Diet Macronutrient Composition, Physical Activity, and Body Composition in Soldiers During 6 Months Deployment
Nykänen, T., Pihlainen, K., Santtila, M., Vasankari, T., Fogelholm, M., & Kyröläinen, H. (2019). Diet Macronutrient Composition, Physical Activity, and Body Composition in Soldiers During 6 Months Deployment. Military Medicine, 184 (3-4), e231-e237. doi:10.1093/milmed/usy232
Published inMilitary Medicine
© Association of Military Surgeons of the United States 2018.
Introduction: Optimal diet together with good physical fitness maintains readiness and military performance during longer deployments. The purpose of this study was to describe changes in dietary macronutrient and energy intake, total physical activity and body composition during a 6-month deployment in South Lebanon. Furthermore, associations of diet macronutrient intake and physical activity on body composition were also studied. - Materials and Methods: Forty male soldiers kept a 3-day food diary and their body composition was measured via bioimpedance and ultrasonography. Total physical activity was evaluated by accelerometers in a subgroup of participants. Measurements were conducted in the PRE-, MID-, and POST-deployment. - Results: Mean carbohydrate intakes were 39.5–42.6 E%, protein intakes 18.7–22.3 E%, and fat intakes 34.9–35.7 E%. Daily energy intake remained stable (10.1–10.3 MJ/D). Total physical activity was decreased during deployment (e.g., step count from 9,835 ± 2,743 to 8,388 ± 2,875 steps/day, p = 0.007). Skeletal muscle mass and subcutaneous fat increased by 1.3% (p = 0.019) and 1.9% (p = 0.006), respectively. Energy and fat intake associated positively with body mass and skeletal muscle mass (r = 0.31–0.48, p < 0.05–0.001). - Conclusions: Carbohydrate intakes and physical activity were low, compared with the general recommendations. Protein intakes were relatively high. Skeletal muscle mass and subcutaneous fat increased. Suboptimal diet together with low level of physical activity may have a negative impact on body composition, physical performance, and cardiometabolic health. Consequently, soldiers should be encouraged to consume more fiber-rich carbohydrates and less saturated fatty acids as well as maintain a high level of physical fitness to sustain military readiness during long-term deployments. ...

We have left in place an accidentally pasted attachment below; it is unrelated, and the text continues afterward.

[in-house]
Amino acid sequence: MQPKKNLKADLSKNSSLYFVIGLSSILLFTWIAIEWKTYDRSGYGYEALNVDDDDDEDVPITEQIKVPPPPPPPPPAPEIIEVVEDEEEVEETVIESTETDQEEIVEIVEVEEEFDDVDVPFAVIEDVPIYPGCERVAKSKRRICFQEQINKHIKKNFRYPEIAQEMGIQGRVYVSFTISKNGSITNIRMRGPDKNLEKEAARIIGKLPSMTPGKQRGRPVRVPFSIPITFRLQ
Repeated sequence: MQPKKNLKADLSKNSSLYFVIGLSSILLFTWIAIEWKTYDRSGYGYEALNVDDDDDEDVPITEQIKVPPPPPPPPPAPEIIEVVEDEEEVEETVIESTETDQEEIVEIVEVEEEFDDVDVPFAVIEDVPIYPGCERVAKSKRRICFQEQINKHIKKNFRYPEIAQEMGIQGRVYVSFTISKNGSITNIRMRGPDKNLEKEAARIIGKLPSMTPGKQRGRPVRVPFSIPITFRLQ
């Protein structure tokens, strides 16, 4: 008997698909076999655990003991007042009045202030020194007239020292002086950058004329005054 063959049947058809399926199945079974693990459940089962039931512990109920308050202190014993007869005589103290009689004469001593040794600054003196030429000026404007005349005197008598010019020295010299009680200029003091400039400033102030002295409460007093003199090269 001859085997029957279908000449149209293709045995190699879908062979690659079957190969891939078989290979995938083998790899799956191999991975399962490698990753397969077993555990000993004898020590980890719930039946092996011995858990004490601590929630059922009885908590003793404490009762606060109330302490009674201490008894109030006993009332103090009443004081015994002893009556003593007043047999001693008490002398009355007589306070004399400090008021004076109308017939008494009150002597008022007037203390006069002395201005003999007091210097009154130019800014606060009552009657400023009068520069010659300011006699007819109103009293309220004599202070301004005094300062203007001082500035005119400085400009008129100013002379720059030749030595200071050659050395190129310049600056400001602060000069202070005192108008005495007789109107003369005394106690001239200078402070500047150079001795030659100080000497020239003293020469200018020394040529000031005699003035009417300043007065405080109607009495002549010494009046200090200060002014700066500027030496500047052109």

PublisherAssociation of Military Surgeons
MetadataShow full item record
- Liikuntatieteiden tiedekunta